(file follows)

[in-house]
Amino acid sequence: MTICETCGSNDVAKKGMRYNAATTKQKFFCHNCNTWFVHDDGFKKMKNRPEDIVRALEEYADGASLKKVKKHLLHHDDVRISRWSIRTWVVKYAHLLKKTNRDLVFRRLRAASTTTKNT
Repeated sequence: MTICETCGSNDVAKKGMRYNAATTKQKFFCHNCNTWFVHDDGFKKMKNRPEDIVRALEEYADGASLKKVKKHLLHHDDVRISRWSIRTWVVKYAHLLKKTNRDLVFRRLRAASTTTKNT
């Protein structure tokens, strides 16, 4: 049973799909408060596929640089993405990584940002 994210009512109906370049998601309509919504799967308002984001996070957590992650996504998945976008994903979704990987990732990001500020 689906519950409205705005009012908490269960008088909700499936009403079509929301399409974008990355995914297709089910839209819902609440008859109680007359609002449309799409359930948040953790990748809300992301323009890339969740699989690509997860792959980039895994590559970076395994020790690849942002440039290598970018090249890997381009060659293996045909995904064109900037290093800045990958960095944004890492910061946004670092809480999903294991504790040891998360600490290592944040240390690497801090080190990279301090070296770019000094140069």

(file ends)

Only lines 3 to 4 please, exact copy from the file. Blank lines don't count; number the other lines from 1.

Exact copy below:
Repeated sequence: MTICETCGSNDVAKKGMRYNAATTKQKFFCHNCNTWFVHDDGFKKMKNRPEDIVRALEEYADGASLKKVKKHLLHHDDVRISRWSIRTWVVKYAHLLKKTNRDLVFRRLRAASTTTKNT
């Protein structure tokens, strides 16, 4: 049973799909408060596929640089993405990584940002 994210009512109906370049998601309509919504799967308002984001996070957590992650996504998945976008994903979704990987990732990001500020 689906519950409205705005009012908490269960008088909700499936009403079509929301399409974008990355995914297709089910839209819902609440008859109680007359609002449309799409359930948040953790990748809300992301323009890339969740699989690509997860792959980039895994590559970076395994020790690849942002440039290598970018090249890997381009060659293996045909995904064109900037290093800045990958960095944004890492910061946004670092809480999903294991504790040891998360600490290592944040240390690497801090080190990279301090070296770019000094140069």